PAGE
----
A California Gully man has admitted to participating in a carjacking that left a woman in fear for her safety.
Matthew Mark McMahon, 25, pleaded guilty in the County Court on Wednesday to carjacking, trafficking gamma butyrolactane, trafficking methamphetamine, theft, and unlawful assault.
McMahon was involved in a car jacking at Eaglehawk early on the morning of October 25 last year.
During the incident, McMahon took the keys out of the ignition of the car, before getting in the passenger seat and ordering a co-offender, Ebony Murphy, to get in.
The owner of the car feared for her safety, and her passenger was also injured in the ordeal.
The vehicle was driven to a Long Gully service station, where McMahon got out and filled it with $96.80 worth of petrol.
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He smiled at the attendant but got back in the car without paying.
The stolen vehicle was located the next day and forensic evidence linked it to McMahon.
McMahon was later arrested and his phone was seized.
On both his phone and Murphy's, police found messages indicating attempts to sell gamma butyrolactane, or GBL.
There were also messages on McMahon's phone related to selling methamphetamine.
In a victim impact statement read to the court, the owner of the stolen car said her mental health and confidence in herself had declined since the crime, and she was unable to go out and enjoy her usual activities.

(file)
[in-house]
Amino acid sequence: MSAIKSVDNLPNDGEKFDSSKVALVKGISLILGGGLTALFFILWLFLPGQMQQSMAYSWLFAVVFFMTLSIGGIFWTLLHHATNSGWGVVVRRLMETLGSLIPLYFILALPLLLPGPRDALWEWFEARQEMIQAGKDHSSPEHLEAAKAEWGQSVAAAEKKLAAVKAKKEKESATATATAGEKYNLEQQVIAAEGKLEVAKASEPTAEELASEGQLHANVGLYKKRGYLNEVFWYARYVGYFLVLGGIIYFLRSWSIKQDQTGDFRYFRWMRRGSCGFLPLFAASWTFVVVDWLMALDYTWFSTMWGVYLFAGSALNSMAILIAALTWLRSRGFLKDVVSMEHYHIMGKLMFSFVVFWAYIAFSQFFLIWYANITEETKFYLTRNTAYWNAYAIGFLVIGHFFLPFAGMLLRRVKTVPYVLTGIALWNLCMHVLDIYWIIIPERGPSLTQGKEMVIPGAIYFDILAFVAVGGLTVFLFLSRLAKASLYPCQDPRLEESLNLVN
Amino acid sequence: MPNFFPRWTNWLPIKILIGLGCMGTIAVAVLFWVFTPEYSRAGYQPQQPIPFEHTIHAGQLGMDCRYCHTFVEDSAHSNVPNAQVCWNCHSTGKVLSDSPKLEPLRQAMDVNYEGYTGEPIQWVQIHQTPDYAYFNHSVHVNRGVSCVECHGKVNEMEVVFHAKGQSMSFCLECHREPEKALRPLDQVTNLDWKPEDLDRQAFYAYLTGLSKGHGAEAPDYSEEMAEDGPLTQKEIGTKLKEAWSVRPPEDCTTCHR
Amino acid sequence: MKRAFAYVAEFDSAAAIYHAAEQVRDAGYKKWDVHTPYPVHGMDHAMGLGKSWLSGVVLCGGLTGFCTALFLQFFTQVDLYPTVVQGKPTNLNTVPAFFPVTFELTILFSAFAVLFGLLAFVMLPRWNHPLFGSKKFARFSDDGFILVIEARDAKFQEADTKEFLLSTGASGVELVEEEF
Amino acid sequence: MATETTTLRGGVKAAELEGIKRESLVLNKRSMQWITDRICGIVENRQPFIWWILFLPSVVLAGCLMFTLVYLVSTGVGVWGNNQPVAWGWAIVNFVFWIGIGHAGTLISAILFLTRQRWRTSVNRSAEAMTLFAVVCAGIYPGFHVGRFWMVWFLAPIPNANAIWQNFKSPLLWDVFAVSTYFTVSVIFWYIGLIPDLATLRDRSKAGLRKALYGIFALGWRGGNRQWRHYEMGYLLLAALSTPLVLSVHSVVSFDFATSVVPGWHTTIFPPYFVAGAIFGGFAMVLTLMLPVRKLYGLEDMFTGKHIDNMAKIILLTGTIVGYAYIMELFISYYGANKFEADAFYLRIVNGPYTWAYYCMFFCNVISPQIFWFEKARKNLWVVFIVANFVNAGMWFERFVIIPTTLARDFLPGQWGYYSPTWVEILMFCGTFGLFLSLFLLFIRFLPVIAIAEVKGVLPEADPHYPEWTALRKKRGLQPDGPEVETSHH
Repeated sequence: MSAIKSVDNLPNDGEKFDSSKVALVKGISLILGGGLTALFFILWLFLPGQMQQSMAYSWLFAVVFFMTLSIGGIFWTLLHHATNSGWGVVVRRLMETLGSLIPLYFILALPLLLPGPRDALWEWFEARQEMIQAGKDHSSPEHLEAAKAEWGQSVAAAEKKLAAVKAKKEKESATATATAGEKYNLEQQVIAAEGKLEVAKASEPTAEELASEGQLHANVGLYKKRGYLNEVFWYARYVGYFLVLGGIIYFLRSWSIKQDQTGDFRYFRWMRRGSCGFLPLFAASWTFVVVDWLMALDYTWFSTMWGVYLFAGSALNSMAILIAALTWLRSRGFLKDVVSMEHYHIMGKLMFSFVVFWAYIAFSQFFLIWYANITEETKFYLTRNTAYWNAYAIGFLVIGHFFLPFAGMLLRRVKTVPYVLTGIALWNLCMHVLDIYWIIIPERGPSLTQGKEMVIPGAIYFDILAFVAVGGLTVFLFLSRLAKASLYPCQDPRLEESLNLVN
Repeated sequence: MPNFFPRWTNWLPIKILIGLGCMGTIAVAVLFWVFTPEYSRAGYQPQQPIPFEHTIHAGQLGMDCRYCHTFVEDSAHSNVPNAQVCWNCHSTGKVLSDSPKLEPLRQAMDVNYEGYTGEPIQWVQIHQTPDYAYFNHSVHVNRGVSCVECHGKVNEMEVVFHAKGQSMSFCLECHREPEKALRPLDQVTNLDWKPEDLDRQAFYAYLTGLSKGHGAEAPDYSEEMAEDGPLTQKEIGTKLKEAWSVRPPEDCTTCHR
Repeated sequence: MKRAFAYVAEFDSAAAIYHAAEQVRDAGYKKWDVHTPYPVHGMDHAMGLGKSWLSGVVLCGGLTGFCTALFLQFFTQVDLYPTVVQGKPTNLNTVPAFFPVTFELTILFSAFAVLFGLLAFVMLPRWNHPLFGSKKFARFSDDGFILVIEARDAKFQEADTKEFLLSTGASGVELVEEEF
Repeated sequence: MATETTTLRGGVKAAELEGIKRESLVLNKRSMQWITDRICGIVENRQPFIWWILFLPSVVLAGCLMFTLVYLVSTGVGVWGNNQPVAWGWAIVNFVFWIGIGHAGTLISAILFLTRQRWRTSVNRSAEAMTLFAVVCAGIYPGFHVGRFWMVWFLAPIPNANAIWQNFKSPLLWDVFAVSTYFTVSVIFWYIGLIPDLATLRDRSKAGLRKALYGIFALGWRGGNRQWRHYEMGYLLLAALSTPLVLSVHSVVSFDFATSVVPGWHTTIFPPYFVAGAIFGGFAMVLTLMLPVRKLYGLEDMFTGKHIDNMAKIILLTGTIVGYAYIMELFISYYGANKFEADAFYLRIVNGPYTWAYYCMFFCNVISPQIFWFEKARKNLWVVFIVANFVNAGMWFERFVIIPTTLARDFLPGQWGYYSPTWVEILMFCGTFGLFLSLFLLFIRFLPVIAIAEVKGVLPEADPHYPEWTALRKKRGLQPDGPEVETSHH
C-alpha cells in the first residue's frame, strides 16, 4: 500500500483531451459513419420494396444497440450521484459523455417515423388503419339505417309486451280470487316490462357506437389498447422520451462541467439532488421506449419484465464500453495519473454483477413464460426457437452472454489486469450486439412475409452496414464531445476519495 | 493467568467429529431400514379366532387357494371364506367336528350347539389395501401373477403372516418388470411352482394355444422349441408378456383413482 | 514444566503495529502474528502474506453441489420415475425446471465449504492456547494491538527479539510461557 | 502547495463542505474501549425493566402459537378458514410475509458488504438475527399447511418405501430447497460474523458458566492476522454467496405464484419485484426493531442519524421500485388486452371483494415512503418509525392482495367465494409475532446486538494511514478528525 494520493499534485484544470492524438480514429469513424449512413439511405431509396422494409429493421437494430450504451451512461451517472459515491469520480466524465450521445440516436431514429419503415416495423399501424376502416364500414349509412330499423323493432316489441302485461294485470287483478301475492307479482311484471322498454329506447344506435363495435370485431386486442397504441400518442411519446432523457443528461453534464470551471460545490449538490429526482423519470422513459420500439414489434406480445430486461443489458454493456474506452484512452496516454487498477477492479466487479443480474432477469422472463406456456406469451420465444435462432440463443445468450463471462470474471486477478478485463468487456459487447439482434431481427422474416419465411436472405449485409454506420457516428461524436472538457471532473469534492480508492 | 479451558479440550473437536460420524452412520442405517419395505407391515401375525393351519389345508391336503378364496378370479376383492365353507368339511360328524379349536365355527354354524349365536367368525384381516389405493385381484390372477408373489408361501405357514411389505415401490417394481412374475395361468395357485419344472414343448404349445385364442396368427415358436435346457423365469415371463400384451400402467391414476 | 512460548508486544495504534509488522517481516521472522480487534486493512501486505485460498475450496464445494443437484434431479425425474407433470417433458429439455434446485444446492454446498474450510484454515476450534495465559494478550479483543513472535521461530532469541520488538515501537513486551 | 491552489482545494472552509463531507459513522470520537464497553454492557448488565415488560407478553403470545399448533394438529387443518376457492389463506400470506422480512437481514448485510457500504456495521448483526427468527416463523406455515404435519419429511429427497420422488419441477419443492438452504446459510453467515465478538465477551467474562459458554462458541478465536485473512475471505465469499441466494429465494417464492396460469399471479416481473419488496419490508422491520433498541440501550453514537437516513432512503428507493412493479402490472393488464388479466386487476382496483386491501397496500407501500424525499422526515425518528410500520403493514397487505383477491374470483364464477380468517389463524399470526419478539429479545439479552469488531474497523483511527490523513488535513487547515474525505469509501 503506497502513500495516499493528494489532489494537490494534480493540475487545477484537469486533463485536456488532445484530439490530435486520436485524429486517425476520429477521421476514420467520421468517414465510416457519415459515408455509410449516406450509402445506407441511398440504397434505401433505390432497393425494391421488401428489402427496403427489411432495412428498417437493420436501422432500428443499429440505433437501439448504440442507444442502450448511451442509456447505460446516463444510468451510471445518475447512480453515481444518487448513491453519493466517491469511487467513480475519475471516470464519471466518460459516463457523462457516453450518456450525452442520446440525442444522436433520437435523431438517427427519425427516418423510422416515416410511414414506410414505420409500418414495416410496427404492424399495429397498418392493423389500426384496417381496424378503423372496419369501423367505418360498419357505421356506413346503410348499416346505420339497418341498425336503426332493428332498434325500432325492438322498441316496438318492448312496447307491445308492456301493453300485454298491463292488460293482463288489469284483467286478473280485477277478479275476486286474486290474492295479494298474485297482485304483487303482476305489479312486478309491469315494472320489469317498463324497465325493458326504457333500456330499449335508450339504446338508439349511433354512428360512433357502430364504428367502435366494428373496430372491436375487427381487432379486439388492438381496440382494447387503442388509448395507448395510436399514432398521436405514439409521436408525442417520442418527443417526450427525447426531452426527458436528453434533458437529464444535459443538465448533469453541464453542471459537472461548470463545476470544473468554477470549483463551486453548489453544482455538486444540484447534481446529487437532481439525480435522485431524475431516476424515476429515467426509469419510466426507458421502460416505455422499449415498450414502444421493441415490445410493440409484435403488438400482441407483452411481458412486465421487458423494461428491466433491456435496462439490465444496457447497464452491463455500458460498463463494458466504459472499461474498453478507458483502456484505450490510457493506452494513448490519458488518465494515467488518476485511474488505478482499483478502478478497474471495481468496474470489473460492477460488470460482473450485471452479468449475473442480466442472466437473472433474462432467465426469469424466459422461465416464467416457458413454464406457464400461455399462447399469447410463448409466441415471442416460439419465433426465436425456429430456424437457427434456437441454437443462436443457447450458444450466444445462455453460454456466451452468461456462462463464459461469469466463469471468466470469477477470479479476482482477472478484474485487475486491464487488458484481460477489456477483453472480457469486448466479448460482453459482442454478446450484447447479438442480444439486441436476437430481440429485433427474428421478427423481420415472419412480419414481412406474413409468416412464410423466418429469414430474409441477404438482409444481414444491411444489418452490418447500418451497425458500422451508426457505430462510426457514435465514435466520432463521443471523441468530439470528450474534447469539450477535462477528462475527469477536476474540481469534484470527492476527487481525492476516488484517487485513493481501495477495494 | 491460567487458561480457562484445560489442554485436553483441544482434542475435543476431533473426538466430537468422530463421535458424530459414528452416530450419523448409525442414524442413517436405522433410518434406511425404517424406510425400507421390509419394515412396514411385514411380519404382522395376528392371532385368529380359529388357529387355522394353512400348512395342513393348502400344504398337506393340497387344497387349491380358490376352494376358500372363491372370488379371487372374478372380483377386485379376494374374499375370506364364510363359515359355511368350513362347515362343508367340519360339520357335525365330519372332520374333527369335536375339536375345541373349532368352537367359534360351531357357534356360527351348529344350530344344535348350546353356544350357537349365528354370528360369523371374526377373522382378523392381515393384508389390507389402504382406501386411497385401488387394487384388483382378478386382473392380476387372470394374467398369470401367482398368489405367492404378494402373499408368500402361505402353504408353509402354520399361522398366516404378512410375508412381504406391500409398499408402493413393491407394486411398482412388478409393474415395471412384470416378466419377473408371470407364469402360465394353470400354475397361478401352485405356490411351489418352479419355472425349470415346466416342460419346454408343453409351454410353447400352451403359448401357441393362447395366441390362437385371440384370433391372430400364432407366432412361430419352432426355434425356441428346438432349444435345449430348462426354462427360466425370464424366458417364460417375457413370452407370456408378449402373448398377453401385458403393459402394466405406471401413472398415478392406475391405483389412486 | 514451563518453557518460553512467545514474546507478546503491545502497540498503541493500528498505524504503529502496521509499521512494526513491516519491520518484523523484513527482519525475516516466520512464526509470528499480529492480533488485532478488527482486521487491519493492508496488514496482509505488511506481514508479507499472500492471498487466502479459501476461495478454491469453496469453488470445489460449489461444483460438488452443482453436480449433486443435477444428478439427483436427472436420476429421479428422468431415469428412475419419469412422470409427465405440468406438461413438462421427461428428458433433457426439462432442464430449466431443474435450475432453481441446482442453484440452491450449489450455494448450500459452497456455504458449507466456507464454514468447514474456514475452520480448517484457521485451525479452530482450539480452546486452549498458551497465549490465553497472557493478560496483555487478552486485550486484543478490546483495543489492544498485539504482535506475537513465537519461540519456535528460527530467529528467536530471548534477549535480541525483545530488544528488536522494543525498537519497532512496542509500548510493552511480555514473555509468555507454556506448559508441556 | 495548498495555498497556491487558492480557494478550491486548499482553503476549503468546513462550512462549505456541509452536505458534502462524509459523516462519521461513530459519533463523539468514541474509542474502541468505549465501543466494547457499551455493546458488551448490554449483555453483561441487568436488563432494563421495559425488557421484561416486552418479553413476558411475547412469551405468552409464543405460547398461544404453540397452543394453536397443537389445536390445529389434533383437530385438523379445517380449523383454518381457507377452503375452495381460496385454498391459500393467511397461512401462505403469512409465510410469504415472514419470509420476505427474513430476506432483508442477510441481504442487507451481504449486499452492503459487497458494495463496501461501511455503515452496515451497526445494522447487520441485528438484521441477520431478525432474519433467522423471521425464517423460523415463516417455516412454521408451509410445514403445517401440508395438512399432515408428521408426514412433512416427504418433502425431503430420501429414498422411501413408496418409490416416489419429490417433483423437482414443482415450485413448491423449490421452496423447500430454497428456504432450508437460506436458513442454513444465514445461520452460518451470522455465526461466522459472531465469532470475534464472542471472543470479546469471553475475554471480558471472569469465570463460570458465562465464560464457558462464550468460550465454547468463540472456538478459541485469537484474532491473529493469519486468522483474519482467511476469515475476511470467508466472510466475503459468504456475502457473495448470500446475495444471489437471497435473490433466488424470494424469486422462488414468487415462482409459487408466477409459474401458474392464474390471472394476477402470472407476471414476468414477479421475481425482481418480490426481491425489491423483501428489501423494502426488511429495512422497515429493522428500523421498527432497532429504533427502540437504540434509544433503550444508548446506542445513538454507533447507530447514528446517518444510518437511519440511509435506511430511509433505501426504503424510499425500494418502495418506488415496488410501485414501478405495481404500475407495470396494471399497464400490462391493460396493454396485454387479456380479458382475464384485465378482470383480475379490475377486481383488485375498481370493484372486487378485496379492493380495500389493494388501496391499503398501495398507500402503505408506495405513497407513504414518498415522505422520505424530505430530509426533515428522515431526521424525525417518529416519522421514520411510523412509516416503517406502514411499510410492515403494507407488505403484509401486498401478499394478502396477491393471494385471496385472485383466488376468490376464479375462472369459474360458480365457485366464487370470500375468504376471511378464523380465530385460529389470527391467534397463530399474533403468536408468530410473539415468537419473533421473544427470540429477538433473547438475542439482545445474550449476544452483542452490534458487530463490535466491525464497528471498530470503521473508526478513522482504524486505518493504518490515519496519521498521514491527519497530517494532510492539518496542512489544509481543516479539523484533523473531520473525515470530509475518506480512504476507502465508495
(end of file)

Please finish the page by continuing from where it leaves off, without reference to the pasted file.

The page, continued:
Defence counsel Chris Terry said his client made an early guilty plea, was still young and had the support of his family.
Mr Terry said McMahon had used drugs but the 275 days he had spent in custody forced him into sobriety, which provided a platform for him to hopefully re-engage in society.
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He said McMahon had already served well over double the time his co-offender Murphy spent in custody.
The court heard Murphy was sentenced in March to 66 days' imprisonment and an 18-month community corrections order after pleading guilty to trafficking, carjacking and theft.
The sentencing judge noted she played a "limited" role in the carjacking and the trafficking was at the lower end.
Mr Terry said there was no significant premeditation in relation to the carjacking and his client was not profiting greatly from trafficking - the charges arose from the text messages on his phone and there was no evidence of the quantity of drugs involved.
He asked his client be sentenced to imprisonment with a community corrections order, although this was opposed by prosecutor David Cordy.
Judge David Brookes accepted McMahon was a low-level dealer, but was still part of a system that was a scourge in the community.
"He is a victim of the ice epidemic, but he's also creating victims," Judge Brookes said, noting he had to think about protection of the community.
Judge Brooke had McMahon assessed for a community corrections order, but adjourned sentencing to a later date.
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